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The European Data Protection Board’s (EDPD) “Guidelines 07/2020 on the concepts of controller and processor in the GDPR (General Data Protection Regulation No. 2016/679),” providing guidance on the concepts of data controller, joint controller and data processor, was first published on 2 September 2020. After a term of public consultation, the second version of the guidelines was published on 7 July 2021 (“Guidelines“). The English text of the Guidelines is available here.
What Do the Guidelines Say?
In the Guidelines, the EDPB first clarifies the concepts of data controller, joint controller and data processor, and further analyzes the main differences between the legal definitions.
The data controller is emphasized to be the entity deciding on certain key elements of and determining the purposes and means (“the why and how”) of the processing. It is further set out that more practical aspects of implementation (“non-essential means”) can be left to the processor and that it is not necessary for the data controller to actually have access to the data that is being processed.
As for joint participation, it is highlighted that joint controllership can be by a common decision taken by two or more entities or result from converging decisions by two or more entities where such decisions must complement each other and are necessary for the determination of the purposes and means of the processing. In other words, it has been clarified that, in joint controllership, the processing would not be possible without all data controllers’ participation.
The data processor is set out as the entity meeting two basic conditions: (i) being a separate entity in relation to the controller and processing personal data on the data controller’s behalf and (ii) limited with the data controller’s instructions. That being said, the processor, at its own discretion, may still choose the most suitable technical and organizational means for the processing on behalf of the data controller.
The EDPB further explains the consequences of attributing different roles between controllers and processors by providing case examples relating to the respective responsibilities. It is emphasized that the data controller must be the entity responsible for certain activities, such as disclosing a personal data breach and carrying out impact assessments, even if the processor is providing assistance in relation to those activities. In this context, the processor is set out to be required to assist the controller “where necessary and upon request.” On another note, implementing a contract or other legal documentation between the controller and the processor is also set out as a key requirement for determining the roles. In line with this, the joint controllers must also determine “who does what” and clearly allocate responsibilities.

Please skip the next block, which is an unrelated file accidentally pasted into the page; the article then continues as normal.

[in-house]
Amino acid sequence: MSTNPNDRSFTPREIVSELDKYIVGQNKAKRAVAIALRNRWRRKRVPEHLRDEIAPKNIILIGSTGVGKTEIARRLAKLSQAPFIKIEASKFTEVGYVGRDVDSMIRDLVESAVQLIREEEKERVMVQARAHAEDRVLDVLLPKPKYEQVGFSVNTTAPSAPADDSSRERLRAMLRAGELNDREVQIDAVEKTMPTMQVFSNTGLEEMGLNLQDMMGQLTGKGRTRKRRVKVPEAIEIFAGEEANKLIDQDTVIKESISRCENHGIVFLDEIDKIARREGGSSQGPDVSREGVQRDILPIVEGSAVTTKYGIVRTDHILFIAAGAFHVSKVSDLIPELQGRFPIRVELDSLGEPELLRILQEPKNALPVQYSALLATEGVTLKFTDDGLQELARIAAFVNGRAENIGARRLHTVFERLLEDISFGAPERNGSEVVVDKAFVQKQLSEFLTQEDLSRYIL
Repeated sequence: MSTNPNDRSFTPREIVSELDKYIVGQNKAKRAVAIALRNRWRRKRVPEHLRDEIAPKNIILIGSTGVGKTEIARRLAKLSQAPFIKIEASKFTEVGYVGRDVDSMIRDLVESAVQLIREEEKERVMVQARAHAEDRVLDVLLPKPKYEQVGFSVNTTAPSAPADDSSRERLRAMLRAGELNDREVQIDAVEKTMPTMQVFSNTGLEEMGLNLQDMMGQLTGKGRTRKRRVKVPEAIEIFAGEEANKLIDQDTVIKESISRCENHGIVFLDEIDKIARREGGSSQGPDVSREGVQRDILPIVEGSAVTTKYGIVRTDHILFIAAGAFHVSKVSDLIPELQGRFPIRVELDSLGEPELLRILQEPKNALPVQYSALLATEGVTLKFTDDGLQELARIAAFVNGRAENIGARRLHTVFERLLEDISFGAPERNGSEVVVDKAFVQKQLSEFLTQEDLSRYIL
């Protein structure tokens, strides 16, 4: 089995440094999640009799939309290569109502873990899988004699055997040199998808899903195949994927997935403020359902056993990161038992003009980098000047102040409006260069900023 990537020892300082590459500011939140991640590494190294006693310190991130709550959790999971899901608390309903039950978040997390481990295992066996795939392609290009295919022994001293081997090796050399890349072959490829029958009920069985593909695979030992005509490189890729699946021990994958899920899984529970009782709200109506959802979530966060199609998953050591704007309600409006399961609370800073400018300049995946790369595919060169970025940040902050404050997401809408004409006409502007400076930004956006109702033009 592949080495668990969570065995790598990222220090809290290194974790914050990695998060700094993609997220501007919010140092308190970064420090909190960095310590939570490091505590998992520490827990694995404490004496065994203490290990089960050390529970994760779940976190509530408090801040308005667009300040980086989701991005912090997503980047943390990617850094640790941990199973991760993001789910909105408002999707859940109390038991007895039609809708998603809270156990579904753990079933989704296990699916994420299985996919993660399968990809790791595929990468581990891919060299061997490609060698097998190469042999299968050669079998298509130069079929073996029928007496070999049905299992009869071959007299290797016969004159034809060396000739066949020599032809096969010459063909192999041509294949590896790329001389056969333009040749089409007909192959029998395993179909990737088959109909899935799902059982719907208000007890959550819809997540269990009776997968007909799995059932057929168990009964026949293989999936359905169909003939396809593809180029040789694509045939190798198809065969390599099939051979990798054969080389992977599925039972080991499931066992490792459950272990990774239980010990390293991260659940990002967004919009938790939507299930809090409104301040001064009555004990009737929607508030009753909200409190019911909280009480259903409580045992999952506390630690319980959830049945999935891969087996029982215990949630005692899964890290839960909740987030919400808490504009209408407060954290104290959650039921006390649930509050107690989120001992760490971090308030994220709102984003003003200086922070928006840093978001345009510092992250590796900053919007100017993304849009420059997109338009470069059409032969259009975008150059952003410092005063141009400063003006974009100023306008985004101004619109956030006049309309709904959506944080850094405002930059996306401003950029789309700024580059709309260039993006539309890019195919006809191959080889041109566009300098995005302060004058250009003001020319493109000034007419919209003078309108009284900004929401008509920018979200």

A flowchart for applying the concepts of controller, processor and joint controllers in practice is also provided as an annex to the Guidelines.
The Guidelines provide clarification relating to the concepts of data controller, data processor and joint controllership by touching on the consequences of attributing different roles and setting out a flowchart to determine the specific roles. To that end, the Guidelines will contribute to creating uniformity in respect of the precise meanings of these terms in the European Economic Area and, accordingly, facilitate the determination of responsibility relating to GDPR-based data-processing activities. The Guidelines not only set an example for the interpretation of the relevant terms in scope of Personal Data Protection Law No.6698, but also sets forth rules of interpretation for Turkey resident data controllers or data processors which are subject to the GDPR or are engaged in activities with data controllers or data processors in the European Economic Area.